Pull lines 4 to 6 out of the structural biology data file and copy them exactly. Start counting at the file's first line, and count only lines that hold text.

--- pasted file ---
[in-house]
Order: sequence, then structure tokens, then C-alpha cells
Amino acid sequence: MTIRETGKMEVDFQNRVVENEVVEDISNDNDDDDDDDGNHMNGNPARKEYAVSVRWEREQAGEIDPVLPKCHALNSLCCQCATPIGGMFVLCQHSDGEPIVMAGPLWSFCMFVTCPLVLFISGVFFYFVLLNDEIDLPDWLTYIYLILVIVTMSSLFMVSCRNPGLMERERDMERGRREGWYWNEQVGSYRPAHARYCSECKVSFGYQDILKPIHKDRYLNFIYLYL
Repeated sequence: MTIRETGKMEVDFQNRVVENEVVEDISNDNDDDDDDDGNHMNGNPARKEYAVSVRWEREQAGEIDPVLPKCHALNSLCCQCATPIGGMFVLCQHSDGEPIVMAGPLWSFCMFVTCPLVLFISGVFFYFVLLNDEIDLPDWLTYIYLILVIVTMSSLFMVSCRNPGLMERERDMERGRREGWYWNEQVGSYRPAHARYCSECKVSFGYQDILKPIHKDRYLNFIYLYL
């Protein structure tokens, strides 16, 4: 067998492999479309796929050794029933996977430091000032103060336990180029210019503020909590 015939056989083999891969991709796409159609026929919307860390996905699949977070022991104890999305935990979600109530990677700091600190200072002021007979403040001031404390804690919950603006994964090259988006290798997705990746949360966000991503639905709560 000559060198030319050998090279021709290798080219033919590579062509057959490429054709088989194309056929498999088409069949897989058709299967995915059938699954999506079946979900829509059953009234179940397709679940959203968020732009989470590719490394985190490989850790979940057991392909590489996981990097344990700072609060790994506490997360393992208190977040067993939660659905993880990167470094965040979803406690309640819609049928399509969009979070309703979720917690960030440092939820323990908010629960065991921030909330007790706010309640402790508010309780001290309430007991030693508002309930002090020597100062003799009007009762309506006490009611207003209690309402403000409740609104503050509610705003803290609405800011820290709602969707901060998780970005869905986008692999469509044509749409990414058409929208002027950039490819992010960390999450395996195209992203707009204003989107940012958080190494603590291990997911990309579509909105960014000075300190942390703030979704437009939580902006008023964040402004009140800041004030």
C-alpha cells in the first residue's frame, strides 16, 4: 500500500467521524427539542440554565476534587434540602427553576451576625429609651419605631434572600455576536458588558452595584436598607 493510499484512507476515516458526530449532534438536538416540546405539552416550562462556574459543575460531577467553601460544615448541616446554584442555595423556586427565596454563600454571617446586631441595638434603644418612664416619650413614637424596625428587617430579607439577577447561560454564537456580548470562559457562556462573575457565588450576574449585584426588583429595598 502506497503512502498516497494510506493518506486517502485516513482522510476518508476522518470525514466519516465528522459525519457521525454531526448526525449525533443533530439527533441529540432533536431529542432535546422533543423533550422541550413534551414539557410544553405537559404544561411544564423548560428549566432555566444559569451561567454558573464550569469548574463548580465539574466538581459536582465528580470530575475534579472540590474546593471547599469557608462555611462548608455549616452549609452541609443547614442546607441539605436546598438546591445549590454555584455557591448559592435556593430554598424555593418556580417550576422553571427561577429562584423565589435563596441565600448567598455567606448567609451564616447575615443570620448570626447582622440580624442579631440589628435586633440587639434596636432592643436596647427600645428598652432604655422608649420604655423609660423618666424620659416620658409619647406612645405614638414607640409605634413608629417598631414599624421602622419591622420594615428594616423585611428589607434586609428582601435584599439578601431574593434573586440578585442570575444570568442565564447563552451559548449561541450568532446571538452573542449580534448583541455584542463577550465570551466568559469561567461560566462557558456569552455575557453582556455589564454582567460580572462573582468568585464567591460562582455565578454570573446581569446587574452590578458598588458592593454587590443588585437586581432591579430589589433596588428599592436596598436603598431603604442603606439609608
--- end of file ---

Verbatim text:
Repeated sequence: MTIRETGKMEVDFQNRVVENEVVEDISNDNDDDDDDDGNHMNGNPARKEYAVSVRWEREQAGEIDPVLPKCHALNSLCCQCATPIGGMFVLCQHSDGEPIVMAGPLWSFCMFVTCPLVLFISGVFFYFVLLNDEIDLPDWLTYIYLILVIVTMSSLFMVSCRNPGLMERERDMERGRREGWYWNEQVGSYRPAHARYCSECKVSFGYQDILKPIHKDRYLNFIYLYL
């Protein structure tokens, strides 16, 4: 067998492999479309796929050794029933996977430091000032103060336990180029210019503020909590 015939056989083999891969991709796409159609026929919307860390996905699949977070022991104890999305935990979600109530990677700091600190200072002021007979403040001031404390804690919950603006994964090259988006290798997705990746949360966000991503639905709560 000559060198030319050998090279021709290798080219033919590579062509057959490429054709088989194309056929498999088409069949897989058709299967995915059938699954999506079946979900829509059953009234179940397709679940959203968020732009989470590719490394985190490989850790979940057991392909590489996981990097344990700072609060790994506490997360393992208190977040067993939660659905993880990167470094965040979803406690309640819609049928399509969009979070309703979720917690960030440092939820323990908010629960065991921030909330007790706010309640402790508010309780001290309430007991030693508002309930002090020597100062003799009007009762309506006490009611207003209690309402403000409740609104503050509610705003803290609405800011820290709602969707901060998780970005869905986008692999469509044509749409990414058409929208002027950039490819992010960390999450395996195209992203707009204003989107940012958080190494603590291990997911990309579509909105960014000075300190942390703030979704437009939580902006008023964040402004009140800041004030």
C-alpha cells in the first residue's frame, strides 16, 4: 500500500467521524427539542440554565476534587434540602427553576451576625429609651419605631434572600455576536458588558452595584436598607 493510499484512507476515516458526530449532534438536538416540546405539552416550562462556574459543575460531577467553601460544615448541616446554584442555595423556586427565596454563600454571617446586631441595638434603644418612664416619650413614637424596625428587617430579607439577577447561560454564537456580548470562559457562556462573575457565588450576574449585584426588583429595598 502506497503512502498516497494510506493518506486517502485516513482522510476518508476522518470525514466519516465528522459525519457521525454531526448526525449525533443533530439527533441529540432533536431529542432535546422533543423533550422541550413534551414539557410544553405537559404544561411544564423548560428549566432555566444559569451561567454558573464550569469548574463548580465539574466538581459536582465528580470530575475534579472540590474546593471547599469557608462555611462548608455549616452549609452541609443547614442546607441539605436546598438546591445549590454555584455557591448559592435556593430554598424555593418556580417550576422553571427561577429562584423565589435563596441565600448567598455567606448567609451564616447575615443570620448570626447582622440580624442579631440589628435586633440587639434596636432592643436596647427600645428598652432604655422608649420604655423609660423618666424620659416620658409619647406612645405614638414607640409605634413608629417598631414599624421602622419591622420594615428594616423585611428589607434586609428582601435584599439578601431574593434573586440578585442570575444570568442565564447563552451559548449561541450568532446571538452573542449580534448583541455584542463577550465570551466568559469561567461560566462557558456569552455575557453582556455589564454582567460580572462573582468568585464567591460562582455565578454570573446581569446587574452590578458598588458592593454587590443588585437586581432591579430589589433596588428599592436596598436603598431603604442603606439609608